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Grandparents adopt girls

Staff writer

Jerry and Sheila Thouvenell felt there was no other option. They never had a second thought.

The couple is in the process of adopting their three granddaughters. The girls, ages 9, 7, and 6 are affectionately known as the flower girls — their names are Lilly, Rose, and Daisy. Adoption has been a tedious process. Sheila said they are through the first stage; hopefully they will be the girls’ adoptive parents by this coming fall.

The Thouvenell’s have cared for their grandchildren at their Marion home for the past two years. Jerry said there was no one else who could step into the parental role. Lilly, Rose, and Daisy’s mother, Kandi, is dead. Their father, Davin Sprague, was sentenced to 50 years in prison. The girls have not seen their father since 2010. Sheila said it has been recommended by Social and Rehabilitative Services and TIF Family Services that the girls do not interact with him.

“I’d say they’re strong spirited,” Jerry said. “They’ve been through a lot.”

The psychological trauma of losing both parents in less than a year would be difficult for an adult. The girls were 7, 5, and 4 at the time.

Sheila remembers telling the girls about their mother’s death when they were firmly in denial. Lilly rattled off a dizzying array of rapid-fire questions. Rose dropped to her hands and knees and started to crawl on the floor like an infant.

The loss of their parents is something the girls will struggle with for the rest of their lives. One recent Valentine’s Day at school a young male classmate of Daisy went up in front of the class and regaled the class with stories of his great dad. Daisy responded by saying her dad was not great; he was in prison. Each of the girls have voiced this reality at odd times — in dentist’s offices or in Girl Scout meetings.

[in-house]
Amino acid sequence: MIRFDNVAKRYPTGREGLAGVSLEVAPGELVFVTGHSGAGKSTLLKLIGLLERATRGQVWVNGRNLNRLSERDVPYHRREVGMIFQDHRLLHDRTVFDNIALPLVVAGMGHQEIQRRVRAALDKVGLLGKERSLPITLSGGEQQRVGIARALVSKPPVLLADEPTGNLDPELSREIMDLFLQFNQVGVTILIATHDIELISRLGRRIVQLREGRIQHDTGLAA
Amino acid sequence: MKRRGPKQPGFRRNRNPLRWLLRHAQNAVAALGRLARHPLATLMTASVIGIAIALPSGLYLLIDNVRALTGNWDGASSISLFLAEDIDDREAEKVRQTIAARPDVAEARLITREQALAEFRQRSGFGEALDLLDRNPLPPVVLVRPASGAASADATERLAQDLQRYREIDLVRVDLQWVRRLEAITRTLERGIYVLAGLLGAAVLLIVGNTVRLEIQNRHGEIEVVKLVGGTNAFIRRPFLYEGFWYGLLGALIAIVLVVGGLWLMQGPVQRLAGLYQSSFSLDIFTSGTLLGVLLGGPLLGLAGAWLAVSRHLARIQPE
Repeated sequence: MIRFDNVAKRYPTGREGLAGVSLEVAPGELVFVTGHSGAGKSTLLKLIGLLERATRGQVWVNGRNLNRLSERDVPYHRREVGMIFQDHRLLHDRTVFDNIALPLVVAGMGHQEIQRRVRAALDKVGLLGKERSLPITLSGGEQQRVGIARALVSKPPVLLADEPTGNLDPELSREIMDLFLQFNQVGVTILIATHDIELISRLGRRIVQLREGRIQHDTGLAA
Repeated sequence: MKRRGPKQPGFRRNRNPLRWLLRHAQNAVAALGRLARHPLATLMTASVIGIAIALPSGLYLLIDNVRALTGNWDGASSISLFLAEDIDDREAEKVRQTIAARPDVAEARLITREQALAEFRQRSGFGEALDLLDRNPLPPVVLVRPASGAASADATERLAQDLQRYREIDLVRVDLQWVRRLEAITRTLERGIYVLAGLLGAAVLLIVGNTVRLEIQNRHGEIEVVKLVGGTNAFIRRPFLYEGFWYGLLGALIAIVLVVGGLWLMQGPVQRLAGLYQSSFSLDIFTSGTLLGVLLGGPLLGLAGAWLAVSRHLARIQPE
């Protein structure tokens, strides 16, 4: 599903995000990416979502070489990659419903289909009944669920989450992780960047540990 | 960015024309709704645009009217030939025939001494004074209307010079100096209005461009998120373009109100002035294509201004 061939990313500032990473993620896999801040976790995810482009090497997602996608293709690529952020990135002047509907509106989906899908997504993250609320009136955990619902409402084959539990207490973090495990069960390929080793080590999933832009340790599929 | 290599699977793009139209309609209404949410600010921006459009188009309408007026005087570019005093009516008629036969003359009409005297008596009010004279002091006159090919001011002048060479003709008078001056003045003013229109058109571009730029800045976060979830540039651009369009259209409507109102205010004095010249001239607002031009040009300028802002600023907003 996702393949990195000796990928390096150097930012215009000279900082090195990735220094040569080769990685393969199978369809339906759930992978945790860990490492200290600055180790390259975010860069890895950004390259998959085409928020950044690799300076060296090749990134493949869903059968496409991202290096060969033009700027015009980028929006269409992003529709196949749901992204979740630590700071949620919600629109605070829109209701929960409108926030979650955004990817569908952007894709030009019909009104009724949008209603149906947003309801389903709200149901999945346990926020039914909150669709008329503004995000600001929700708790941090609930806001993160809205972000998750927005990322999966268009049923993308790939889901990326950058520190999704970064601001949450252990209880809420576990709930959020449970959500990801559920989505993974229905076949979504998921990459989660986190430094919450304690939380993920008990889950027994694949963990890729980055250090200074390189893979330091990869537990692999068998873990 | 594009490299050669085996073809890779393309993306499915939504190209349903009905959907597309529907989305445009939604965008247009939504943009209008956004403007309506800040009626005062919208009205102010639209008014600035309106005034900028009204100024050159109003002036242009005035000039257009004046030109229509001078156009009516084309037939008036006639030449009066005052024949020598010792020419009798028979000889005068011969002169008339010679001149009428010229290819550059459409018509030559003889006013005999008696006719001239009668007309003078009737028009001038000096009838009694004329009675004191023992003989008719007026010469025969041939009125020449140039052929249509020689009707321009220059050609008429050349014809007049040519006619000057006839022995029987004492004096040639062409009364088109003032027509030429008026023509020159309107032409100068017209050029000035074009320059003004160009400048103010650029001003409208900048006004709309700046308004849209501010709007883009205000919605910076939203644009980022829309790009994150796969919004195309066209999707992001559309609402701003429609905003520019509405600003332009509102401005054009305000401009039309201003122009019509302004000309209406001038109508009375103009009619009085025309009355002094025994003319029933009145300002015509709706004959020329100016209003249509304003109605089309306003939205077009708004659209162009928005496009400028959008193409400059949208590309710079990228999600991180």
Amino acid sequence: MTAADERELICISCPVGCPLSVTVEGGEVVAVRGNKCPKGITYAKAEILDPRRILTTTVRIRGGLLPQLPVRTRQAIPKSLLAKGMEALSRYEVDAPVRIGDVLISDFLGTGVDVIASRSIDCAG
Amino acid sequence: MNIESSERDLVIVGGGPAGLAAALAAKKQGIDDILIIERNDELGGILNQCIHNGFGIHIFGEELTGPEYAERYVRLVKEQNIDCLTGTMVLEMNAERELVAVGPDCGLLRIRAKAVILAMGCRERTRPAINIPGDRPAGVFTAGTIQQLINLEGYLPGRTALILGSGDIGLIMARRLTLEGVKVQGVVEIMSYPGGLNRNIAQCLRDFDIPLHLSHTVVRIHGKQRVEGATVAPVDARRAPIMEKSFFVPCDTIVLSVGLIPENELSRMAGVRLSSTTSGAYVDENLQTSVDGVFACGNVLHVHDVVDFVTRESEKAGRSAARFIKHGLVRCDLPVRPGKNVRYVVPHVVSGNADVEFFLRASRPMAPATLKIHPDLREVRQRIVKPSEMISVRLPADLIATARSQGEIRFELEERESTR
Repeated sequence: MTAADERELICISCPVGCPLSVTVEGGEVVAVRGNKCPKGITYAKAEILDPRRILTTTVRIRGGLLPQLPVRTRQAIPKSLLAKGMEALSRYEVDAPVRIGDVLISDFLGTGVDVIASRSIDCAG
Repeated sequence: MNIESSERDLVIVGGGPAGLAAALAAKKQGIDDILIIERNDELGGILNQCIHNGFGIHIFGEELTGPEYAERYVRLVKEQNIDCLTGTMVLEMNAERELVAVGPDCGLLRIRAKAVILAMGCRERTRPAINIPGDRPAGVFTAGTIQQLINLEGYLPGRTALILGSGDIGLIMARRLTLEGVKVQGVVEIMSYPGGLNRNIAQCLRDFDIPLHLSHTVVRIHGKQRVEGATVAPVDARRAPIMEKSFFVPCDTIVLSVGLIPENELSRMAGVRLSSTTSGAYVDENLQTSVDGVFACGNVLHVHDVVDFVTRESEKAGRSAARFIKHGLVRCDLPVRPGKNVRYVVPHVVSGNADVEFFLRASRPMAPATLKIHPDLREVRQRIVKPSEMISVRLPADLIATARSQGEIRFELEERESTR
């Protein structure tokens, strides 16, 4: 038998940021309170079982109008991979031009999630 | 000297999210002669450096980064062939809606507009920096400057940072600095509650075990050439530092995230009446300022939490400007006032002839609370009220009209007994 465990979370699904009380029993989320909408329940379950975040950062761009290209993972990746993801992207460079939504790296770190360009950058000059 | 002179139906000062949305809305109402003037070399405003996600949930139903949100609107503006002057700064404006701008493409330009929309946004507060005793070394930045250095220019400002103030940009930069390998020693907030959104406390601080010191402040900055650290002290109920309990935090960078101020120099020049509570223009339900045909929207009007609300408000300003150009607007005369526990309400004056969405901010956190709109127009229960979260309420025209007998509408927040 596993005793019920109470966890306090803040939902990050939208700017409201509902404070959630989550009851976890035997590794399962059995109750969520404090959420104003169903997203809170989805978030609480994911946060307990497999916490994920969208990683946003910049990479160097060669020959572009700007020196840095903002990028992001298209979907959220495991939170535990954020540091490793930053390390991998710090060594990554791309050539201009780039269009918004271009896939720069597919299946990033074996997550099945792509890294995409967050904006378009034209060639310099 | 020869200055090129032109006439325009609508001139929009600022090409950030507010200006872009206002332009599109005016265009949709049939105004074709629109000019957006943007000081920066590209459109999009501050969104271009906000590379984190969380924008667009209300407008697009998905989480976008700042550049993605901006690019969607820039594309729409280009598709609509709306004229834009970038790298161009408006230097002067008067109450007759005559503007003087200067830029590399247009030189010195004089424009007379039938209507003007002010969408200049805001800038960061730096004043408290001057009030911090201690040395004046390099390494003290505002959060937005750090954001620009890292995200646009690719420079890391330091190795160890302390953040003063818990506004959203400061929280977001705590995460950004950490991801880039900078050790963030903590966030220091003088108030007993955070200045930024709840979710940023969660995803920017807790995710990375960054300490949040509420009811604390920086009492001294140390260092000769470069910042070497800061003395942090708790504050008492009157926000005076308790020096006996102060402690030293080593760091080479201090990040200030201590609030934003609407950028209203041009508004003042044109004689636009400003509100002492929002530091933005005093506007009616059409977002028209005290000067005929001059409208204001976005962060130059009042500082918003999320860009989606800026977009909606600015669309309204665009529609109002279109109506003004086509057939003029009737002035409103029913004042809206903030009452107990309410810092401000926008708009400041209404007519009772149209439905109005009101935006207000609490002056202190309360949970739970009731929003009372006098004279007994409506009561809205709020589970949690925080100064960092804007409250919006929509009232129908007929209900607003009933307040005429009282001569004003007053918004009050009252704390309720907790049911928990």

“They’re little kids, they just say it,” Sheila said. “It’s a jaw dropper for other people.”

The Thouvenells dealt with the roller coaster emotions from each child. Lilly and Daisy have approached the situation by bottling up their feelings. Rose is the girl that often lays out a gauntlet of tests for her grandparents.

When Sheila first put Rose in a timeout she screamed for what seemed like hours. Sheila pleaded with the 6-year-old that if she were quiet the timeout would end; it was to no avail.

Rose also had the tendency to steal food from the cupboard and hold it in secret stashes in her room. Rose’s turn as a food hoarder revealed neglect the girls had received from their parents. Before Kandi died, the Sprague household was already on the radar of SRS.

Sheila said the girls were given free rein of the surrounding area around their former rural Salina home. They would come in from playing in a nearby pond and be covered in leaches. When the girls came to live with the Thouvenells, each had a thick layer of lice in their hair.

The Thouvenell’s quickly rearranged their lives to help mend the lives of their granddaughters. They modified their work schedules to give the girls the attention they deserve. Sheila no longer picks up extra hours at St. Luke Hospital where she works as a nurse. Jerry has taken fewer construction-contracting jobs to make sure he is available on three week-day nights.

“Monday, Tuesday, and Wednesday, I’m grandpa, mom, and everything,” he said.

The Thouvenells have studied the girls’ personalities — they know how they will react in certain situations. The girls still test their grandparents but now it is in the venue of normal child’s play. This past week the girls sparred for a splashing fight in their backyard pool. Each one came in with a different story, with different shades of the truth.

“They test me all the time,” Jerry said. “It’s the nature of all kids to know where all their boundaries are.”

There is still more work to be done and connections to be made. Lilly did not want to go to a past father-daughter dinner for Girl Scouts even though Jerry has filled the father role.

Jerry has been a non-stop parent of elementary school children since 1982. Sheila only recently had a small break with her youngest children in high school. With the flower girls and another granddaughter, 4-year-old Kayla, living with the Thouvenells that has changed dramatically.

“It felt really weird not having a kid in elementary school,” Sheila said. “Now I have four.”

Before they took in Lilly, Rose, and Daisy, Jerry said he felt like he might be too old to be a parent of young children again. When they first arrived, he said he felt overwhelmed.

However, now that he sees that the girls are healthy, happy, and full of energy, when they greet him with smiling faces as he comes home from work, when he hears the collection of giggles and shrieks while the girls are bouncing on a trampoline in the backyard, he does not regret being a parent again for a second.

These sights, sounds, and feelings of love are the Thouvenells award. All the work has been worth it.

Last modified June 7, 2012

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